MODCOVID - Using model-based evidence to optimise medical intervention profiles and disease management strategies for COVID-19 control

Background: Country governments have imposed strict spatial distancing and lockdown measures to reduce infection incidence and associated disease burden of coronavirus infectious disease (COVID- 19). As of April 7th, there is no proven medical or pharmaceutical tool to prevent or treat the disease. Guidance is needed to design optimal profiles of medical interventions and deployment schedules of control strategies to suppress transmission and avert mortality, in the long term and in the short term while exiting from the current lockdown. Mathematical models of COVID-19 transmission dynamics can efficiently estimate the quantitative impact of interventions from available evidence on disease progression, transmission, host immunity, and health system interactions.

Key Objectives: In this project, we will develop and operationalize a model-based decision framework to inform the optimal properties of therapeutic and delivery strategies of new tools to achieve prevention and control of COVID-19 at the population and individual level. Specifically, we will (i) Quantitatively investigate and optimize diagnostics and testing/response strategies as well as new treatments including small molecule therapeutics, biologics, vaccines, and immune-enhancement technologies; (ii) Estimate and compare individual and population health consequences of alternative diagnostics, and pharmaceutical strategies.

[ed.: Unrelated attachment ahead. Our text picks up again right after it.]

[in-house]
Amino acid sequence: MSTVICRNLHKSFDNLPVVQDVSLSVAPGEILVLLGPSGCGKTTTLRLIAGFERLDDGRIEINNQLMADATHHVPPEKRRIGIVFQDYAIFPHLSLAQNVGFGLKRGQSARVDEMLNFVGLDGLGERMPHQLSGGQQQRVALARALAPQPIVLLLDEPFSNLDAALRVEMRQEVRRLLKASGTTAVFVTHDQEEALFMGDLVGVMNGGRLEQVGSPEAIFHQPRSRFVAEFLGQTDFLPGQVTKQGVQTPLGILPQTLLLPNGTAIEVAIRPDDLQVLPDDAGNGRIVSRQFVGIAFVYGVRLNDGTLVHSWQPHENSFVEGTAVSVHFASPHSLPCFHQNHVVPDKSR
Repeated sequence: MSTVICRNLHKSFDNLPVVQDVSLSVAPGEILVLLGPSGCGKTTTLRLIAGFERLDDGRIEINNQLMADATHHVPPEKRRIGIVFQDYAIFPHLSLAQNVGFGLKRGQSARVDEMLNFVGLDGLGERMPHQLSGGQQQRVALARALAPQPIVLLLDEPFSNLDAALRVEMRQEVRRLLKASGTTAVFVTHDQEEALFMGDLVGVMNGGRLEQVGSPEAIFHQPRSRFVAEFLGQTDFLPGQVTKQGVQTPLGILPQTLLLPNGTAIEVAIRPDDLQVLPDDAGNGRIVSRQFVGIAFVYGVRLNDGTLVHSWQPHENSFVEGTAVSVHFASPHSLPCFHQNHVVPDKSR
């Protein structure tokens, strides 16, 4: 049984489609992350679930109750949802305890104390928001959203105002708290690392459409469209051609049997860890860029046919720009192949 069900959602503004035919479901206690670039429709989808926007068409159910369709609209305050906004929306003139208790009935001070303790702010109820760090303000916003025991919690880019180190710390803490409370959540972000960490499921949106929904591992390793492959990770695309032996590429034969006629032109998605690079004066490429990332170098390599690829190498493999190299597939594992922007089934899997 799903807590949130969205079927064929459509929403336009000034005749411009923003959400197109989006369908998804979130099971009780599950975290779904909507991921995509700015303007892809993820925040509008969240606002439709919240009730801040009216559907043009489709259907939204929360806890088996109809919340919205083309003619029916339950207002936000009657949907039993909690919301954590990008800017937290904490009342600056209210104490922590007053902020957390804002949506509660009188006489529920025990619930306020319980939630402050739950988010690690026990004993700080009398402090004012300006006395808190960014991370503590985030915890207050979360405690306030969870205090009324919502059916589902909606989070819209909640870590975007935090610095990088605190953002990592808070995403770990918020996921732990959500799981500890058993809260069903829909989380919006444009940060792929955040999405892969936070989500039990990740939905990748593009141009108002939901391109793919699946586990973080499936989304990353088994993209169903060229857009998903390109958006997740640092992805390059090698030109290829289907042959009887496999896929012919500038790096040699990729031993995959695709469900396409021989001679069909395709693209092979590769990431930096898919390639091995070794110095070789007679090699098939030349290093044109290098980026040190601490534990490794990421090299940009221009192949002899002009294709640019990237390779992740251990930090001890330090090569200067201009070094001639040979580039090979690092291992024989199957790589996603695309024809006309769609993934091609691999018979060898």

Methods: Our approach combines mathematical models and machine learning with product development decision processes. Based on current scientific evidence and discussion with shareholders, we will adapt existing disease models and develop a comprehensive individual-based model of COVID-19 transmission as well as appropriate stand-alone within-host models. These models will be used for in-silico population studies and in-silico clinical trials in synthetic populations to estimate the impact of medical interventions. To determine optimal properties and deployment strategies of novel medical interventions and diagnostic tools for COVID-19, we will incorporate the developed models into a machine learning and optimisation approach developed at Swiss TPH.

Translation: Given the present situation, there is pressing need to inform the next strategies of government health policy that will necessarily include digital responses, virological and serological testing, as well as new medical tools. This project will provide model-based translational evidence to optimise new COVID-19 strategies, with respect to balancing between target health goals, operational considerations for delivery, and, therapeutic product properties that can realistically be optimised.

Public Health
Medical Interventions


Melissa Penny

Professor Melissa Penny, PhD, PD
Head of Unit

+41 61 284 8701

Project Facts